Fri Jan 11, 2013, 01:08 PM

32. I've never heard of this prohibition on government funded study -

do you have a link? I tried googling and couldn't find anything that fit.
Thanks.

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Response to Kelvin Mace (Reply #34)

Fri Jan 11, 2013, 01:30 PM

36. Ah - so this is more about gun control

than violent video games.

Thanks for the link.

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Response to enlightenment (Reply #36)

Fri Jan 11, 2013, 01:41 PM

38. Yes, to clarify

I was talking about banning government research into gun violence.

There have been oodles of studies on video games, TV violence, comic books, movie violence and porn.

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Response to Kelvin Mace (Reply #38)

Fri Jan 11, 2013, 02:05 PM

43. Thanks.

That resolves my confusion.

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Response to randome (Reply #2)

Fri Jan 11, 2013, 10:32 AM

4. If Monopoly were being outlawed...

in response to the financial crisis of 20072008 then yes I'd be "up in arms" (interesting choice of words) about it. I don't remember the Bush or Obama administrations inviting Hasbro to discuss the crisis with them either.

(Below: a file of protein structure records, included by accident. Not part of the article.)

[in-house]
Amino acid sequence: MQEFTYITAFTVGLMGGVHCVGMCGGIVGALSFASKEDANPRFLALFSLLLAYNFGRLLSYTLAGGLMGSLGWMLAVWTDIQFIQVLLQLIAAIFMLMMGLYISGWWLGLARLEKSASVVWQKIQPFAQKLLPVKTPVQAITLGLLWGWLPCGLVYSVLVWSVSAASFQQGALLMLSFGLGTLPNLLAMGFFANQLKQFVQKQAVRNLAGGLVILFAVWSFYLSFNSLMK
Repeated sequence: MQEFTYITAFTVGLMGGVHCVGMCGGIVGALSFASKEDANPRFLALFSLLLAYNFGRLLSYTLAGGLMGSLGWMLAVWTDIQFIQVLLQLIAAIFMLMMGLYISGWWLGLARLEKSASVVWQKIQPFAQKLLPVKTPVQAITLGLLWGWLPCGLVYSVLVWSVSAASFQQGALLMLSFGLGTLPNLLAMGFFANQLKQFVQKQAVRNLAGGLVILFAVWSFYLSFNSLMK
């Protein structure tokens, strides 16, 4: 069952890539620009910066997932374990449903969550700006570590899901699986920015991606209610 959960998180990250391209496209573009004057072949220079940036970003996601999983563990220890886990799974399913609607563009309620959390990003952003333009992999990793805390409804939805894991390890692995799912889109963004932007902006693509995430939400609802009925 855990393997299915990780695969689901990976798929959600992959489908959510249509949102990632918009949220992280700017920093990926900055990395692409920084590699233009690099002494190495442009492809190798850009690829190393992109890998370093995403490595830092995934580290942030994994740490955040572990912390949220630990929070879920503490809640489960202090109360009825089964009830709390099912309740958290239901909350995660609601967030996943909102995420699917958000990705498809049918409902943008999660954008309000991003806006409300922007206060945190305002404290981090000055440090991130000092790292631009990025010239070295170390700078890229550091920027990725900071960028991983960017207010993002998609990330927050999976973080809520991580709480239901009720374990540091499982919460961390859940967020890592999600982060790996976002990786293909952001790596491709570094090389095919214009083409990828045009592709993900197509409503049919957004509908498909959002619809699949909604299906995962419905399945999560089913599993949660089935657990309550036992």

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Response to jayfish (Reply #4)

Fri Jan 11, 2013, 10:35 AM

6. Because Monopoly was never a way of life for millions.

It was a game that was played once or twice a month for the vast majority. Playing games today is much different. Just the fact that it has now become a way of life for millions should be cause for self-examination.

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Response to randome (Reply #6)

Fri Jan 11, 2013, 10:53 AM

8. Because people like to play video games?

I guess watching TV or browsing the internet should be "cause for self-examination" then.

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Response to ButterflyBlood (Reply #8)

Fri Jan 11, 2013, 12:26 PM

13. 'Playing' video games is not an issue.

Millions of people making a game a way of life, however -that makes alarm bells ring in my head.

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Response to randome (Reply #13)

Fri Jan 11, 2013, 05:58 PM

56. Millions of people make watching a TV a way of life, however -that makes alarm bells ring in my head

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Response to randome (Reply #6)

Fri Jan 11, 2013, 12:36 PM

17. Books are read each day by millions of people

Reading books is a way of life.

Using a social media today is a way of life for millions of people.

Blogging today is a way of life for millions of people.

Watching Netflix today is a way of life for millions of people.

Listening to an iPod today is a way of life for millions of people.

Driving today is a way of life for millions of people.